Trump EPA head praises Great Lakes program administration plans to eliminate

Environmental Protection Agency director Scott Pruitt may not be on board with White House plans to cut programs that directly affect the Great Lakes.

Pruitt defended the program before the House Appropriations Committee on Thursday, in a report from the Detroit Free Press. Pruitt said cuts to the restoration program may cripple efforts to halt the invasive Asian carp, algae blooms that have become more problematic as agriculture has grown in the state, and efforts to protect drinking water.

STAY UPDATED: DDN’s Ohio Politics Blog

The Trump administration has proposed a 30 percent cut to the agencies budget along with eliminating 3,800 jobs. The budget isn’t expected to pass. 

Congressman Mary Kaptur and David Joyce of Ohio questioned Pruitt on whether there would be room for the program with the cut the administration planned. Both parties have been critical of the budget, which in early planning would cut funding to any geographically centered projects. That would affect funding for the  Great Lakes as well as other areas in Ohio.

Pruitt said he looked forward to working with Congress to make sure the funding remains in the budget for the Great Lakes. Kaptur invited Pruitt for a tour of the lakes.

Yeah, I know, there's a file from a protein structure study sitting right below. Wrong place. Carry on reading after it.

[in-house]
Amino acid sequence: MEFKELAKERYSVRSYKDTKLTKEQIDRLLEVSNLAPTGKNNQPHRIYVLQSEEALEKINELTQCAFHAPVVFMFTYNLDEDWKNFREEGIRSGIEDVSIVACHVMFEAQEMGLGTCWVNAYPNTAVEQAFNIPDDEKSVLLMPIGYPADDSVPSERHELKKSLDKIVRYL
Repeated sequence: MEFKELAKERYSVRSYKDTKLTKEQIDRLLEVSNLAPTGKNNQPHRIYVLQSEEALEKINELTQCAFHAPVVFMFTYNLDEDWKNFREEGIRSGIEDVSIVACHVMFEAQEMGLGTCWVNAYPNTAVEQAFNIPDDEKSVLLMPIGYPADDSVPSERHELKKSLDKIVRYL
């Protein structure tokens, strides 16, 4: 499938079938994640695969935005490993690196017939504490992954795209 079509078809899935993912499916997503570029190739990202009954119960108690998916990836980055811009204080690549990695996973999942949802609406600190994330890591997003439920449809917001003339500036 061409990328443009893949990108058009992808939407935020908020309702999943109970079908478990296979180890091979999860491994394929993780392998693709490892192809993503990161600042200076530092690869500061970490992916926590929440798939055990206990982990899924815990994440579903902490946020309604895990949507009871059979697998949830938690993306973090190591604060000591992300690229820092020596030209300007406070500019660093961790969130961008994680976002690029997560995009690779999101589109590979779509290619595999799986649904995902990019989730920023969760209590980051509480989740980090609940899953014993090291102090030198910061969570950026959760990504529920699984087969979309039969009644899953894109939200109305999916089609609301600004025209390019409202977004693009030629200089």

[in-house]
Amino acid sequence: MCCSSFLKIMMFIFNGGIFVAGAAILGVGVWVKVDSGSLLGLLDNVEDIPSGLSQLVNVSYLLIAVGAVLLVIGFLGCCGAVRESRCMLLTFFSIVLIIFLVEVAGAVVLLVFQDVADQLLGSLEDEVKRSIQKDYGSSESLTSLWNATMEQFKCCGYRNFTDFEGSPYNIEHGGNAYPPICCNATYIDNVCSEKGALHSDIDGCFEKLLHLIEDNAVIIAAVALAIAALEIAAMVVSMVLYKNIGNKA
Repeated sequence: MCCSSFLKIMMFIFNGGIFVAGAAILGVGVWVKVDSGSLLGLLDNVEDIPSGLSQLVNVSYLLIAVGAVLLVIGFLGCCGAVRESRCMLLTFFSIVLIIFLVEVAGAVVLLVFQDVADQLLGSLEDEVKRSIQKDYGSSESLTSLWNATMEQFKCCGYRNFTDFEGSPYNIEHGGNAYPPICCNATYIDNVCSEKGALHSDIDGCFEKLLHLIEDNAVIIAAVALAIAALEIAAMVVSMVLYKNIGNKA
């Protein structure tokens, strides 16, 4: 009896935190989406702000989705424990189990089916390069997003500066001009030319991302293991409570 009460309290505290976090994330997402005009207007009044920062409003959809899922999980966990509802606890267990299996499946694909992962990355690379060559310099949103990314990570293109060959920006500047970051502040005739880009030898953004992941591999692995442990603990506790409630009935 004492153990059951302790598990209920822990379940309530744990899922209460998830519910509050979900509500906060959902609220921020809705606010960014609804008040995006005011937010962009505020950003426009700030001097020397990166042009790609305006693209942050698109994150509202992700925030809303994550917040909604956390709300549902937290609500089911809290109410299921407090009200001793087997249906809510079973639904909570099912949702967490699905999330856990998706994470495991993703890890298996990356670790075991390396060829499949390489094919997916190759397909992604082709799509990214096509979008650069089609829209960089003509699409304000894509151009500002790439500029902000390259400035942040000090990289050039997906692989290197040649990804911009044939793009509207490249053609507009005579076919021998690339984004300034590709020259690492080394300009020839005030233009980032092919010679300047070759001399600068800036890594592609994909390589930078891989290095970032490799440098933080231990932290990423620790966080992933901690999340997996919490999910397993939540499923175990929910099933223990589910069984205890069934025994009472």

Glenn Jacobs, WWE star 'Kane,' officially announces his bid for mayor

When Glenn Jacobs' treasurer filed the necessary paperwork for a potential political campaign last month, it became national news that the World Wrestling Entertainment star known as “Kane” might run for mayor of Knox County, Tennessee.

>> Read more trending news

On Tuesday, Jacobs made it official. Speaking to a crowd at Sweet P’s Barbecue and Soul House, the pro wrestler announced his intention to seek the Republican nomination for mayor.

>> RELATED: Libertarian Republican Eric Brakey, “Maine’s 28-year-old political wunderkind” announces U.S. Senate run

“As Knox County mayor I promise to keep taxes low and make Knox County a place everyone can be proud of,” Jacobs promised. “I see my role as that of a facilitator among the different communities in our area. And also I think that Mayor (Tim) Burchett has done a very good job with transparency in government and I would continue along those lines.”